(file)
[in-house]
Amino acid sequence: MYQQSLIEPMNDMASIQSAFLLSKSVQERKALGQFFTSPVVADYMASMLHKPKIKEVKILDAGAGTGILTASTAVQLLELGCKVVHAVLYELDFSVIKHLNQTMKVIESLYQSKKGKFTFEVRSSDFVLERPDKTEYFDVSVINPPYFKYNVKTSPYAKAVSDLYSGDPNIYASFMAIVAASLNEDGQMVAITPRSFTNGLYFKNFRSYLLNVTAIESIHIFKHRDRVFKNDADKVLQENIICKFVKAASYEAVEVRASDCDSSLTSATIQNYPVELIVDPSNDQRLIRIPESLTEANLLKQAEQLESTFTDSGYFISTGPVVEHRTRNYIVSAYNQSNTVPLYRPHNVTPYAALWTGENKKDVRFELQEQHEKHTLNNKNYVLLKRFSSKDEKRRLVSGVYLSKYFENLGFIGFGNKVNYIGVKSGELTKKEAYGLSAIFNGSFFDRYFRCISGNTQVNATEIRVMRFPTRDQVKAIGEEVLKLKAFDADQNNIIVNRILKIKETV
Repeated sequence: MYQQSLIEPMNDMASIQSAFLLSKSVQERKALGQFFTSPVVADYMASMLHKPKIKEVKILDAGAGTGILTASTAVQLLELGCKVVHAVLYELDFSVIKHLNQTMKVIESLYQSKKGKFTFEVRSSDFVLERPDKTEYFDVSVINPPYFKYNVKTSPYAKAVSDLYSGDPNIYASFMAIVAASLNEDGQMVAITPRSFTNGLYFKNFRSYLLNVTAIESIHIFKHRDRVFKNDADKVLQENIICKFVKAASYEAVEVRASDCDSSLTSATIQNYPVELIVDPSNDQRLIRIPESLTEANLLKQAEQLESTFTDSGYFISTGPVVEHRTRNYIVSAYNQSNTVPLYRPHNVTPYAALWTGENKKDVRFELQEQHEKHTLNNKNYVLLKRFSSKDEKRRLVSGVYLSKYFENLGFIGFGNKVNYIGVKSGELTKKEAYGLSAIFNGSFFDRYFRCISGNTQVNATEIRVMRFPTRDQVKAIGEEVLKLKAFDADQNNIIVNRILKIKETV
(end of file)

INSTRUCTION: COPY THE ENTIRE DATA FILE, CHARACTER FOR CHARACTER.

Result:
[in-house]
Amino acid sequence: MYQQSLIEPMNDMASIQSAFLLSKSVQERKALGQFFTSPVVADYMASMLHKPKIKEVKILDAGAGTGILTASTAVQLLELGCKVVHAVLYELDFSVIKHLNQTMKVIESLYQSKKGKFTFEVRSSDFVLERPDKTEYFDVSVINPPYFKYNVKTSPYAKAVSDLYSGDPNIYASFMAIVAASLNEDGQMVAITPRSFTNGLYFKNFRSYLLNVTAIESIHIFKHRDRVFKNDADKVLQENIICKFVKAASYEAVEVRASDCDSSLTSATIQNYPVELIVDPSNDQRLIRIPESLTEANLLKQAEQLESTFTDSGYFISTGPVVEHRTRNYIVSAYNQSNTVPLYRPHNVTPYAALWTGENKKDVRFELQEQHEKHTLNNKNYVLLKRFSSKDEKRRLVSGVYLSKYFENLGFIGFGNKVNYIGVKSGELTKKEAYGLSAIFNGSFFDRYFRCISGNTQVNATEIRVMRFPTRDQVKAIGEEVLKLKAFDADQNNIIVNRILKIKETV
Repeated sequence: MYQQSLIEPMNDMASIQSAFLLSKSVQERKALGQFFTSPVVADYMASMLHKPKIKEVKILDAGAGTGILTASTAVQLLELGCKVVHAVLYELDFSVIKHLNQTMKVIESLYQSKKGKFTFEVRSSDFVLERPDKTEYFDVSVINPPYFKYNVKTSPYAKAVSDLYSGDPNIYASFMAIVAASLNEDGQMVAITPRSFTNGLYFKNFRSYLLNVTAIESIHIFKHRDRVFKNDADKVLQENIICKFVKAASYEAVEVRASDCDSSLTSATIQNYPVELIVDPSNDQRLIRIPESLTEANLLKQAEQLESTFTDSGYFISTGPVVEHRTRNYIVSAYNQSNTVPLYRPHNVTPYAALWTGENKKDVRFELQEQHEKHTLNNKNYVLLKRFSSKDEKRRLVSGVYLSKYFENLGFIGFGNKVNYIGVKSGELTKKEAYGLSAIFNGSFFDRYFRCISGNTQVNATEIRVMRFPTRDQVKAIGEEVLKLKAFDADQNNIIVNRILKIKETV